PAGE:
Communication has been a challenge for companies as long as there have been companies. Arguably, part of that challenge is a resistance to repetitive messages — even as we realize that repetition is the only way to really get a message to ‘stick’. Years (even decades) ago, a large company’s ‘town hall’ meeting provided an opportunity for senior leaders to engage and motivate their employees. A good opportunity, but an isolated one; a company can’t host a town hall every week. Over the years, emails have taken the place of these group meetings. It’s fast and efficient, to be sure, but — if you’re being honest — just how closely are internal emails read? Sending numerous emails on the same subject has the opposite effect from the one you may want: the message fades into the background as ‘noise’. Herein lies the multi-generational opportunity. It’s widely accepted that Baby Boomers prefer in-person communication. Gen X has always gravitated to email’s asynchronous (and therefore more independent) communication style. Millennials and Gen Z are partial to texting, and even social media as a means of communication from their employers. These numerous preferences for multiple streams of communication present an opportunity to repeat messages for a good and valid reason, and this repetition can help you land the messages you really want to get across. Smart companies also recognize that the opportunity to customize these messages for each platform presents an inherent secondary opportunity to see things a different way. Thinking through each communication strategy allows a company to highlight — and therefore better understand — different aspects of the same message. Naturally, the same holds true for external messages, whether they be designed for public relations, marketing and sales, or recruitment and talent acquisition.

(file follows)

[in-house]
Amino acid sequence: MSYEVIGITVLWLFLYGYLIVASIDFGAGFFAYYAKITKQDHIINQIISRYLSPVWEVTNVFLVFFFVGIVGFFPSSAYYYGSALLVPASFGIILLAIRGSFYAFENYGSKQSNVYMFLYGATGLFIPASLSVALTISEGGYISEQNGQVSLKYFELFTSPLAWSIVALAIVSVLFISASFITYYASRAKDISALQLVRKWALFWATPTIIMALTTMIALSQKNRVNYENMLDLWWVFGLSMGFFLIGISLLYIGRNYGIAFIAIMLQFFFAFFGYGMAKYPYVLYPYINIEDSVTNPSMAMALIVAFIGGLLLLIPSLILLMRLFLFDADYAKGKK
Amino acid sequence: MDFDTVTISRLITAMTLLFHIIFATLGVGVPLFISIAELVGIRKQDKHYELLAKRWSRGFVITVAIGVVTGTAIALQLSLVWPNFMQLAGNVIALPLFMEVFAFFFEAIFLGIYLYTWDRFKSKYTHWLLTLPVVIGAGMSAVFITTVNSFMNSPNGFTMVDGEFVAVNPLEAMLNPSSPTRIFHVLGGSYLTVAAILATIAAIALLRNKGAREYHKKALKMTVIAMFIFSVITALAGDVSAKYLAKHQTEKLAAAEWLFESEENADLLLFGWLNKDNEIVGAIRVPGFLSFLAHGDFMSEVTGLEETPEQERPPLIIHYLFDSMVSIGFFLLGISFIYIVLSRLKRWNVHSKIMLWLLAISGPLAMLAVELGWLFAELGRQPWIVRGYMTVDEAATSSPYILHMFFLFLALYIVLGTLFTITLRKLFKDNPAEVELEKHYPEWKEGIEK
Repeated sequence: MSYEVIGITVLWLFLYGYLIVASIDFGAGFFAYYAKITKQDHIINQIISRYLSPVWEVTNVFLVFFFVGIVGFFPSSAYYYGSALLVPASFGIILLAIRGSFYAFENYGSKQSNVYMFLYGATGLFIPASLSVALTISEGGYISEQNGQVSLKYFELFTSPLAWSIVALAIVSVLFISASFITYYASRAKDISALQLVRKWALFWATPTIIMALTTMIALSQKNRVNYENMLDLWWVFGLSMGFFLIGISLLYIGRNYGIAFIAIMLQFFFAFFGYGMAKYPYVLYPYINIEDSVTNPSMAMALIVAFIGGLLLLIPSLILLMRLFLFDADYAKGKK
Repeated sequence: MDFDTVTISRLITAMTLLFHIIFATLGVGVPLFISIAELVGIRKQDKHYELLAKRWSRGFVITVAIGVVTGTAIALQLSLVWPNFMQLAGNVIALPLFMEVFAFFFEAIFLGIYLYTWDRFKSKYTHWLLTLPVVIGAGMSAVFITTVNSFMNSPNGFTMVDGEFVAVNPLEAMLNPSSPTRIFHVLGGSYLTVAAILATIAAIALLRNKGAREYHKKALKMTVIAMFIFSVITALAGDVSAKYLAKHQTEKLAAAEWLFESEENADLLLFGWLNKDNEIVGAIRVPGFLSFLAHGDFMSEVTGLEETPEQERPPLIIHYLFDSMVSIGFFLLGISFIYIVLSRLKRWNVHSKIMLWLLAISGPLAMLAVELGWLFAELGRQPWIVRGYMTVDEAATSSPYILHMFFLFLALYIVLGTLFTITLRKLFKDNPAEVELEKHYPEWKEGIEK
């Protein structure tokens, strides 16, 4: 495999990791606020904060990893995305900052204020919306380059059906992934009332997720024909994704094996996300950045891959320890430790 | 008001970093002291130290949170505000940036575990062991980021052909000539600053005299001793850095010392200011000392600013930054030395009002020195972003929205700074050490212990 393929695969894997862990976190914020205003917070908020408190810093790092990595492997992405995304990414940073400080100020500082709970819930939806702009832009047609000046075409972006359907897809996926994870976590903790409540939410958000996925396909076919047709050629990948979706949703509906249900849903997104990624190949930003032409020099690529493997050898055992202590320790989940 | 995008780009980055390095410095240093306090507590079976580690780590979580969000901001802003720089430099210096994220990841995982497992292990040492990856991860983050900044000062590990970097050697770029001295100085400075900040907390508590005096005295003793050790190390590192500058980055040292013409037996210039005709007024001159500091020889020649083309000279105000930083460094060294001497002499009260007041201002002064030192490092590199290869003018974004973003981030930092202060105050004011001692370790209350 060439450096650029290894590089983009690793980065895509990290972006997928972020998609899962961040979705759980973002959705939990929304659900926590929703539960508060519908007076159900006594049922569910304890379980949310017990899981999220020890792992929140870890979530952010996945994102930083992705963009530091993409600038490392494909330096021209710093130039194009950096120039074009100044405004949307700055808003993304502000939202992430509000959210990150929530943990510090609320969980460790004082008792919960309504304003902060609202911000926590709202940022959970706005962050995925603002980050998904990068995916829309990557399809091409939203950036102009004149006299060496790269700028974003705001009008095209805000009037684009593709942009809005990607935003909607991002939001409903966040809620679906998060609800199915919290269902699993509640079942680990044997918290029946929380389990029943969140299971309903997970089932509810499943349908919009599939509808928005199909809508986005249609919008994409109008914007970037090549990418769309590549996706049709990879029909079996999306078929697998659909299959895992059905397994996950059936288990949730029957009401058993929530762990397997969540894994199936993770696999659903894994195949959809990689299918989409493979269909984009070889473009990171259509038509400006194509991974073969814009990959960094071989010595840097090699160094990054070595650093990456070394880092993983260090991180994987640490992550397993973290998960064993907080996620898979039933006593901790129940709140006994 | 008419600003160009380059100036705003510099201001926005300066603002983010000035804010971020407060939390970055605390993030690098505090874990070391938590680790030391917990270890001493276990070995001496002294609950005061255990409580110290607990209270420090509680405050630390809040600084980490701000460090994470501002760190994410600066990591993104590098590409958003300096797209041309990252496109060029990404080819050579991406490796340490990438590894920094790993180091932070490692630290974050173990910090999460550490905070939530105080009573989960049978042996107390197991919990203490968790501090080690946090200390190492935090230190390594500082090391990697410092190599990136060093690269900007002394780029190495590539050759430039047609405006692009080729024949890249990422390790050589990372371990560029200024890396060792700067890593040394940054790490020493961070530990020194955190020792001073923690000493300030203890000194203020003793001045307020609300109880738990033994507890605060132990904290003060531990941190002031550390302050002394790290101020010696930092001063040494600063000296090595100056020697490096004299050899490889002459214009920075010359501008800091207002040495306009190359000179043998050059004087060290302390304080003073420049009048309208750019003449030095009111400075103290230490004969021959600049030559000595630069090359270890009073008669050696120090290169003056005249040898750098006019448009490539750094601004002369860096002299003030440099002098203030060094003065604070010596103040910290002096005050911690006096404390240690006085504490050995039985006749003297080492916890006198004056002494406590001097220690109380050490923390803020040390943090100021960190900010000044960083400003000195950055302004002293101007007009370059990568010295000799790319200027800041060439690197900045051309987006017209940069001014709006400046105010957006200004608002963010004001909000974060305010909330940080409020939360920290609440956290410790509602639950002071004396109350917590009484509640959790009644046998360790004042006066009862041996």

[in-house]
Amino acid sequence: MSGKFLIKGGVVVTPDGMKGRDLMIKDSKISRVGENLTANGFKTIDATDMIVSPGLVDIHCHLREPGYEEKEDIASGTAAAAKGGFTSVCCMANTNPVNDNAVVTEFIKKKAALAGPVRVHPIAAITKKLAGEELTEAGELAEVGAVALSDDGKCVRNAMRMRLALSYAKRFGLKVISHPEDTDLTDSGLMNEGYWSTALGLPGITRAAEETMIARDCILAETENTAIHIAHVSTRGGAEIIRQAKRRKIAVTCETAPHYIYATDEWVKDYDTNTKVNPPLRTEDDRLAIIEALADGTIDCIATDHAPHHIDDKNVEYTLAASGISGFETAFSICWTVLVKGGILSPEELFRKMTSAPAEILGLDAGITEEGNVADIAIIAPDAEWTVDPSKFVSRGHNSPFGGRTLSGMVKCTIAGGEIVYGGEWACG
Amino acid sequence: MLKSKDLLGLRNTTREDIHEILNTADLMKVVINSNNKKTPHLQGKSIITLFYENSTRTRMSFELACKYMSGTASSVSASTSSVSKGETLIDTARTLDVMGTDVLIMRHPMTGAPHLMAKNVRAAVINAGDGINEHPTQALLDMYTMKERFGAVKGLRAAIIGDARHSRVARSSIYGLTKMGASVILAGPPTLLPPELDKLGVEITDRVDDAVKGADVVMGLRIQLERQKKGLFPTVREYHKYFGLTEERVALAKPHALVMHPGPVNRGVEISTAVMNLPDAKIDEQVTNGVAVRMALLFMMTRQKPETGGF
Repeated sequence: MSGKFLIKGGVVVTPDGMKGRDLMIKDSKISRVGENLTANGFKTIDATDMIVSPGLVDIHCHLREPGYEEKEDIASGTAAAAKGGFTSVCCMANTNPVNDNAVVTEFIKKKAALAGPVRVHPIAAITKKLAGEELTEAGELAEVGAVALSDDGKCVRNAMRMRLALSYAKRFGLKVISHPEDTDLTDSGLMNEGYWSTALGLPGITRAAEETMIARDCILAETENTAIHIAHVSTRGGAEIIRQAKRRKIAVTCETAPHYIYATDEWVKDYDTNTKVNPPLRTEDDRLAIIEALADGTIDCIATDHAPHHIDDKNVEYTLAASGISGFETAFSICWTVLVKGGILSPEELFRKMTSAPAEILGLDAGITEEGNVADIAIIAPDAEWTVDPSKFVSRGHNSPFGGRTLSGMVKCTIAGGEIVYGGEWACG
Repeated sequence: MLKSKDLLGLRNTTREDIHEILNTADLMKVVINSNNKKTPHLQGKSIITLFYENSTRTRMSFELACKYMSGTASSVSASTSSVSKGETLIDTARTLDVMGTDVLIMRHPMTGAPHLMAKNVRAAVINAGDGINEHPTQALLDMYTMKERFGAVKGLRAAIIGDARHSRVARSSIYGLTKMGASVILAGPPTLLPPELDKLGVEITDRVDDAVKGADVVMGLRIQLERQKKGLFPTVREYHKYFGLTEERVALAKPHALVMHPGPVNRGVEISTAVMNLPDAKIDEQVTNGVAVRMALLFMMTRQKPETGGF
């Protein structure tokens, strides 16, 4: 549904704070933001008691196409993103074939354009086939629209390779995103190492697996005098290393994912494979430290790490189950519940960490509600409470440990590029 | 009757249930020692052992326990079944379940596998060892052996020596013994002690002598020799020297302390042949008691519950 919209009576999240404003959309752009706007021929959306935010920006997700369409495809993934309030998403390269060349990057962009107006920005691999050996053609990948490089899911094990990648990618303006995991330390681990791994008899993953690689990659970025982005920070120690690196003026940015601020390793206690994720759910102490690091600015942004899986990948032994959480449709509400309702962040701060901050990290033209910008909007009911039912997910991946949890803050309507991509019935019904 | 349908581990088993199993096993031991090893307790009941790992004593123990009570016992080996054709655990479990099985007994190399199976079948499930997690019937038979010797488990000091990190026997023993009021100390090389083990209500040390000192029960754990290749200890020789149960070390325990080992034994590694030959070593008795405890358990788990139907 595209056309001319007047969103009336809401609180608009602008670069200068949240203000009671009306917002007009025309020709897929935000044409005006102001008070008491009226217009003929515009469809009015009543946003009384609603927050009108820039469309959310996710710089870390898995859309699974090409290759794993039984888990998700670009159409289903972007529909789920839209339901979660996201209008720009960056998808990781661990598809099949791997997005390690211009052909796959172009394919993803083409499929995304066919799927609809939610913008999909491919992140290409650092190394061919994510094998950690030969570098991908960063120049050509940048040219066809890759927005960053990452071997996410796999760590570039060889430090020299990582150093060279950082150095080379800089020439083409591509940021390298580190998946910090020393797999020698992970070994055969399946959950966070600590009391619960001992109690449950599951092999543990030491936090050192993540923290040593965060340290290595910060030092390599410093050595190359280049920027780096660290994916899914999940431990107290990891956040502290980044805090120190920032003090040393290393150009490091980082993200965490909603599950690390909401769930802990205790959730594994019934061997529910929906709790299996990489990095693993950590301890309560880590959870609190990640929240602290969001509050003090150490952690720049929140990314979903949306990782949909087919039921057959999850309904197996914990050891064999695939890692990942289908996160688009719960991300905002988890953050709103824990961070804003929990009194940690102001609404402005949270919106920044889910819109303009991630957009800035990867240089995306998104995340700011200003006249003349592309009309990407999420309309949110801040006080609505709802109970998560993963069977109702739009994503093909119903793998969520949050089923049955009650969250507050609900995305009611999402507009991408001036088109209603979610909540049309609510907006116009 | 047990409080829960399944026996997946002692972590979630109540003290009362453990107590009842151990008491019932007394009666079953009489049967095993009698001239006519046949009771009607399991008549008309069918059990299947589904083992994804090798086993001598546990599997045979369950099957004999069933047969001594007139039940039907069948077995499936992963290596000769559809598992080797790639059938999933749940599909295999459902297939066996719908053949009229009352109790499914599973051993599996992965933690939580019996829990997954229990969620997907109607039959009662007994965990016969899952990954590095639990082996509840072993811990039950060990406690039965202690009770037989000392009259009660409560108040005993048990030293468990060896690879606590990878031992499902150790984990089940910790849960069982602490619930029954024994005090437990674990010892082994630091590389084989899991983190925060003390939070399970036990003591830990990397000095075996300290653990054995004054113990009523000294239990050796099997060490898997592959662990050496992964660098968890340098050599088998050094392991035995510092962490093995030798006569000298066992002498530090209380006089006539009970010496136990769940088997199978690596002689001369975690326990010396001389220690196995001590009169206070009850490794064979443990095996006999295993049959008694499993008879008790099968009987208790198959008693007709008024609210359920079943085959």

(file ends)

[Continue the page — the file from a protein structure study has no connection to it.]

Rethink mentorship.

One could argue that companies would be far better off today had mentorship been an ongoing part of their corporate culture all along. One could also argue that mentorship has been largely disregarded as a priority by most companies. The imminent retirement of a large wave of Baby Boomers presents the pressing need for more mentorship in every organization. Gen Z presents the opportunity: this generation, more than any before it, craves ongoing learning and development. More so than Millennials — and infinitely more than the independent Gen Xers before them — Gen Z wants the kind of feedback from more experienced professionals that those professionals are uniquely equipped to give. They value lifelong learning, and they know that more experienced employees are the best positioned to help them learn and grow. How this kind of mentorship is best enabled depends largely on the kind of culture that exists in your company today, but there are plenty of examples in every industry to be found. For some companies, a robust and structured program that formally links members of various generations as mentor and mentee in a relationship explicitly designed for learning and knowledge transfer is the right answer. For other companies, the right solution is as simple as intentionally and purposefully selecting people from a variety of generations to work together on specific projects, allowing them to collaborate in a way in which they each can demonstrate their skills and strengths. Alternatively, some companies find that it’s better to create a regular and ongoing space for entirely organic informal dialogue between employees of all age groups.

No matter the structure of a mentorship program (or lack thereof), smart companies can supercharge these learning relationships by acknowledging and promoting the fact that mentorship can be a two-way street. A Gen Z young professional respects the wealth and value of the experience that their Baby Boomer colleague can share with them, but they also want recognition for the things they know … things that they can share with and teach that more seasoned professional.

Rethinking these three aspects of the way our workplaces work can be transformative. Stop thinking about ‘overcoming the challenge’ of a four-generation workforce. Instead, look to Gen Z as your opportunity to harness the power of that multigenerational team.

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The Jobamax Team